FICTION

 “The term co-production itself dates from the 1970s, a time when movements to challenge professional power and increase citizen participation in community affairs coincided with efforts to reduce public spending”. Needham and Carr (2009)

FACT

It is surprising how easily history can be re-written, especially with limited awareness and understanding of the Co-operative Movement and the work of Robert Owen.

What is not generally known is that the word Co-operation was invented around 1817 by pioneers like Robert Owen to describe a vision of worker and community self-management in relation to ‘Villages of Co-operation’ and ‘Mutuality. Operatives were factory workers.

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Global co-op leaders gather for Summit opening

Posted on 10 October 2012 by Ajay Jha, Times of India

Two thousand eight hundred co-operative business leaders from 92 countries watched the opening of the International Summit of Cooperatives in Quebec on Monday.
The event was opened by Monique Leroux, President and Chief Executive of Desjardins, organiser of the conference, and co-hosts Dame Pauline Green, President of the International Co-operative Alliance; and Dr Colin Dodds, President and Vice-Chancellor of St Mary’s University.
Quebec’s Prime Minister, Pauline Marois, welcomed the movement to Quebec. She said: “We have always believed in the social economy; our day care centres are an example. By letting parents come together to look after our young we are giving them the greatest responsibility.”
Ms Marois added that for communities to create quality jobs they must be involved in their own development, and organisations such as Desjardins promote this. She said: “These values are fundamental, solidarity is the ultimate end that has brought your members here to build a fairer and stronger society. By choosing to hold this Summit in our capital you are inspiring us for the future.
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Oldham shows how co-op councils can work, says think-tank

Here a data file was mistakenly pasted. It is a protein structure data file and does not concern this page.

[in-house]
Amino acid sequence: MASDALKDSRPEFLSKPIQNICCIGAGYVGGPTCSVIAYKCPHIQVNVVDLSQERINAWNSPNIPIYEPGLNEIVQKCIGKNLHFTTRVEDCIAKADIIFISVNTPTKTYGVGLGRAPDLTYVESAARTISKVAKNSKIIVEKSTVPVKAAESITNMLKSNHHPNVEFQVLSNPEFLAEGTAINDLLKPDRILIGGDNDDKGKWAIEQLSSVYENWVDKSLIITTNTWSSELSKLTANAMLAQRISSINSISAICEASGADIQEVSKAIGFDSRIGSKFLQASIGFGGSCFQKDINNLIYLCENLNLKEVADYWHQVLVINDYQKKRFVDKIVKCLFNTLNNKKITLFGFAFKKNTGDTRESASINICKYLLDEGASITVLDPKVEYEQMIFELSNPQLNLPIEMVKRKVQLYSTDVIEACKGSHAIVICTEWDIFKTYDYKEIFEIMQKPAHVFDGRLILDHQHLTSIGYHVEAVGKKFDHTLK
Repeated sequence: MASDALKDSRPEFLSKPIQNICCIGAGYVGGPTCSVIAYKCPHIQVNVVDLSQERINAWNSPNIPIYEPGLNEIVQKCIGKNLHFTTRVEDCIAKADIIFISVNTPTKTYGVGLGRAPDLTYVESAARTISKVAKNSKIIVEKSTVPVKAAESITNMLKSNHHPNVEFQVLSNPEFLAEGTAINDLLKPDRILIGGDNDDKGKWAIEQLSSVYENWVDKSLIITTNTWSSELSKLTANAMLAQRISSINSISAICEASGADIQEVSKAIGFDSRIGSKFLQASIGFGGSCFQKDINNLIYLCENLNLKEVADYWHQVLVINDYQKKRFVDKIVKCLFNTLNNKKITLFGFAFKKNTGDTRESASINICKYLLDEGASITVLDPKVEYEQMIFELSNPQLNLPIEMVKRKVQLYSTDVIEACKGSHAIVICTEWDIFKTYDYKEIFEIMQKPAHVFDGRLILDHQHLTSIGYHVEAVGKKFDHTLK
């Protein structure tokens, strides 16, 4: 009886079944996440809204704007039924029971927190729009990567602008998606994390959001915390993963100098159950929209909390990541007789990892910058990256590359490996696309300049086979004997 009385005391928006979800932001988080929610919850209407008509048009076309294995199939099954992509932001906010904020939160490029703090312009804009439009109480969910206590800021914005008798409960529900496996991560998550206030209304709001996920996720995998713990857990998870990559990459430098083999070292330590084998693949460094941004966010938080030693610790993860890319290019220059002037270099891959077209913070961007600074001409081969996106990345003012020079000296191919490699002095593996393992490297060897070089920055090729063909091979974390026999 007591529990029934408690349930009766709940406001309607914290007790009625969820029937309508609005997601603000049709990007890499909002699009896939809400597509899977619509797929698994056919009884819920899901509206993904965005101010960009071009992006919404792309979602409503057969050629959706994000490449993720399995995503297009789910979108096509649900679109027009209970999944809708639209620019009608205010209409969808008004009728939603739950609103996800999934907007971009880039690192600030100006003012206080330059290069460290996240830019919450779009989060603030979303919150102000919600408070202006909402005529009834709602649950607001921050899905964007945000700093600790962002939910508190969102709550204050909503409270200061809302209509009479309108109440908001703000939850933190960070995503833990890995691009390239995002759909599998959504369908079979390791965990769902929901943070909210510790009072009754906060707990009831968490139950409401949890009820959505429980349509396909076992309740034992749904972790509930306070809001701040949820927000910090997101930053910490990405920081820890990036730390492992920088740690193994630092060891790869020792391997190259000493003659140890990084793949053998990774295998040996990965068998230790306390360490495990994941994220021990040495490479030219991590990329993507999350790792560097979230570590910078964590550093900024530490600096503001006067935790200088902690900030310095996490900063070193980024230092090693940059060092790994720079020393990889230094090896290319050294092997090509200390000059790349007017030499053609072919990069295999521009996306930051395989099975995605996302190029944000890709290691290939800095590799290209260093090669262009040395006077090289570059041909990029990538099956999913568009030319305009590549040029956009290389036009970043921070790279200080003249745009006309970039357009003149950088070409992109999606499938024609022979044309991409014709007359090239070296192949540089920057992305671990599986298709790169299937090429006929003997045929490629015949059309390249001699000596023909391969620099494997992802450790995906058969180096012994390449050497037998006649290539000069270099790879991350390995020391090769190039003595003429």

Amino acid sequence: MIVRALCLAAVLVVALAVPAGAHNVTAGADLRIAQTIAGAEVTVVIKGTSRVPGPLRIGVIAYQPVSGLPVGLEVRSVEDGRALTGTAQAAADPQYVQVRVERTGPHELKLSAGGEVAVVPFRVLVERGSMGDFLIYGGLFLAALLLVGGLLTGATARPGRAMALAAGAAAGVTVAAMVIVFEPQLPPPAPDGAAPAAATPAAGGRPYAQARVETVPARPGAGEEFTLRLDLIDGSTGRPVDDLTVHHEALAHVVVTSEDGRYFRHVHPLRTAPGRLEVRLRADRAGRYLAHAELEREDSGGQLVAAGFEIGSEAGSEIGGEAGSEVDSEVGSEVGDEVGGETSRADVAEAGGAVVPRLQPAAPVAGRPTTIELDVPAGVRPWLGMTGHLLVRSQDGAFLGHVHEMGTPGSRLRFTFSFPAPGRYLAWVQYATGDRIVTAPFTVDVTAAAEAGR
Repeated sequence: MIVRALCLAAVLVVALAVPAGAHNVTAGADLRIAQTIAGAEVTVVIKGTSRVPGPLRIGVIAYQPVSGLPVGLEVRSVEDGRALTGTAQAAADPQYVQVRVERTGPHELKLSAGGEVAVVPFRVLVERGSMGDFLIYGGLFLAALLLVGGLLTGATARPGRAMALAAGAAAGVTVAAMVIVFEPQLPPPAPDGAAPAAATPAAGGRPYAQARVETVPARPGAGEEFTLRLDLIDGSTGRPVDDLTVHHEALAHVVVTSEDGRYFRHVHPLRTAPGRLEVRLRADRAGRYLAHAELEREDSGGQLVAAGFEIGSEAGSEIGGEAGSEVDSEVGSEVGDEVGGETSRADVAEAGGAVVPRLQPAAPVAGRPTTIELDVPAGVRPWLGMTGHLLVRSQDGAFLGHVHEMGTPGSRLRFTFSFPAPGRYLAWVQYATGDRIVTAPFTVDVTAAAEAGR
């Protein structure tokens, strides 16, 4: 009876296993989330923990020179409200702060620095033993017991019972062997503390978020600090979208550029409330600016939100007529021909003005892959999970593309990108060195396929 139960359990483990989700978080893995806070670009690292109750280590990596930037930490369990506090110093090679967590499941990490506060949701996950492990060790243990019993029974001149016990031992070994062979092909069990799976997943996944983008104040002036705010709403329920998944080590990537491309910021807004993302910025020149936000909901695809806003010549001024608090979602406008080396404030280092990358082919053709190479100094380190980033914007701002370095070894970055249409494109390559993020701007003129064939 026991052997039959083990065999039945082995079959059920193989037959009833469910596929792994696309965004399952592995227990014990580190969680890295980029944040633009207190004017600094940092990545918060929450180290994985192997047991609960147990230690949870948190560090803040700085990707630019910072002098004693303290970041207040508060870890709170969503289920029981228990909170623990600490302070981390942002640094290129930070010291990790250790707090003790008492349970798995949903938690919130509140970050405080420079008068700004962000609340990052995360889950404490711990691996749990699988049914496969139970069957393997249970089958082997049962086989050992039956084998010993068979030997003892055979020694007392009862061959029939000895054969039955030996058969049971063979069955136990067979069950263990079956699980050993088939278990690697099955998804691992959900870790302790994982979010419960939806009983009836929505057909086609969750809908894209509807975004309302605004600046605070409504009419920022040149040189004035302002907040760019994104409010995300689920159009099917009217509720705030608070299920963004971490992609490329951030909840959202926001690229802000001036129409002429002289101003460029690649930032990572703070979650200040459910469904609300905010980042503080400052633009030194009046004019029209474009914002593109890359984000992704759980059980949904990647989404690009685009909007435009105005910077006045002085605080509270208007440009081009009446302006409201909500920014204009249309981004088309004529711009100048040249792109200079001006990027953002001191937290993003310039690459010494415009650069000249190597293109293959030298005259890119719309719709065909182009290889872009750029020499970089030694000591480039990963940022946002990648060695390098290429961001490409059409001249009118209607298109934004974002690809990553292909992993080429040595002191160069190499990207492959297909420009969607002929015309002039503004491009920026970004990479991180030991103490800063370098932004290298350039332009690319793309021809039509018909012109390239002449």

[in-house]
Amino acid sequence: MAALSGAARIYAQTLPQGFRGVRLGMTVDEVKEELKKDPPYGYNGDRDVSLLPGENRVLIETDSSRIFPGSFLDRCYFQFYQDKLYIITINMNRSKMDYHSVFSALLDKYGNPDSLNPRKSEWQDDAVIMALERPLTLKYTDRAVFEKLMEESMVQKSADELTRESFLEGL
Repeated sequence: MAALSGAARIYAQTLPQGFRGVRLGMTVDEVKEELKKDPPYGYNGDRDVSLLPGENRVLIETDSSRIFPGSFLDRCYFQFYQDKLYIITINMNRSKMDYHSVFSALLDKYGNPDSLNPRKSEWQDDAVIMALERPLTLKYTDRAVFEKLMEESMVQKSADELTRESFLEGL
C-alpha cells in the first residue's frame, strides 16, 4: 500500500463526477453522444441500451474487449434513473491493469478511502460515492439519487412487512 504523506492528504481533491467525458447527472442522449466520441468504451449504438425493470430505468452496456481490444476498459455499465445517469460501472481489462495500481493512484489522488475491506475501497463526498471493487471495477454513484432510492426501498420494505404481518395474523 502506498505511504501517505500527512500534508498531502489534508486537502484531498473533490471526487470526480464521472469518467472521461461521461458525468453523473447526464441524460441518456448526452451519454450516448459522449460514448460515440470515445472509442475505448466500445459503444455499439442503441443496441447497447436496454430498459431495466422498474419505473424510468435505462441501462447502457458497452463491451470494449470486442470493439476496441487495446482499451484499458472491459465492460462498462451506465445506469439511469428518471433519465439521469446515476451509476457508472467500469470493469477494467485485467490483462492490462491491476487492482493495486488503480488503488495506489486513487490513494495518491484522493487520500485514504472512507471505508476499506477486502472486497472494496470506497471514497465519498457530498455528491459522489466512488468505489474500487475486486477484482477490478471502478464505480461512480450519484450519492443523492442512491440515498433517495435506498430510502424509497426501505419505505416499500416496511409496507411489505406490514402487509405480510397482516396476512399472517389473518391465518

By Richard Johnstone | 11 October 2012

Co-operative principles could help councils manage and reduce demand for services and create ‘a sustainable economic and social future’, according to a report from a Royal Society of Arts think-tank.

http://www.publicfinance.co.uk/news/2012/10/oldham-shows-how-co-op-councils-can-work-says-think-tank/

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80–page superhero-style comic book tells the co-operative story

The story of the Co-operative movement’s birth has been retold as never before.

An 80–page superhero-style comic book tells the story of how workers in Rochdale banded together to buy goods at fair prices – and how the model soon spread across the globe.

Bosses at the Co-op Group, which has its HQ in Manchester, commissioned renowned comic artist Paul Fitzgerald to create the graphic novel.

They hope the book – set to go on sale in shops – will help bring the inspirational story to life for students and young people. A great bargain at £6.

http://menmedia.co.uk/manchestereveningnews/news/s/1590362_history-of-the-co-operative-movement---in-a-comic-book

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Social Co-operative Objectives and the Social Services Bill (Wales)

All have been impressed by the human rights vision contained in the Social Services Bill (Wales) consultation. However, there is a widespread view that the Bill needs to be more clearly prescriptive of actions which will deliver this vision.

 

In July we wrote to the Deputy Minister Gwenda Thomas AM. It has now been confirmed that our four guiding objectives have been forwarded to the team drafting the legislation and guidance. They are:

 

a). To prioritise the recognition of Social Co-operatives and other forms of user controlled delivery models such as co-production;

b). To support co-operation and mutual support amongst Social Co-operatives and amongst service providers;

c). To recognise the affinity of purpose between local authorities and Social Co-operatives and to promote collaboration between them;

d). To promote the use of the multi-stakeholder Social Co-operative model to strengthen links between key stakeholders including users, carers, support workers, community supporters and local authorities.

 

We look forward to the outcome when the Bill goes to Committee in the New Year and when guidance is subsequently issued.

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The Power of Reciprocity in Social Care - International

The Power of Reciprocity in Social Care - International

At the Co-operatives United finale to the UN Year of Co-operatives 2012 on Wednesday 31st October 2012, 11.30am -12.30pm (provisional time), a Wales Progressive Co-operators workshop takes place: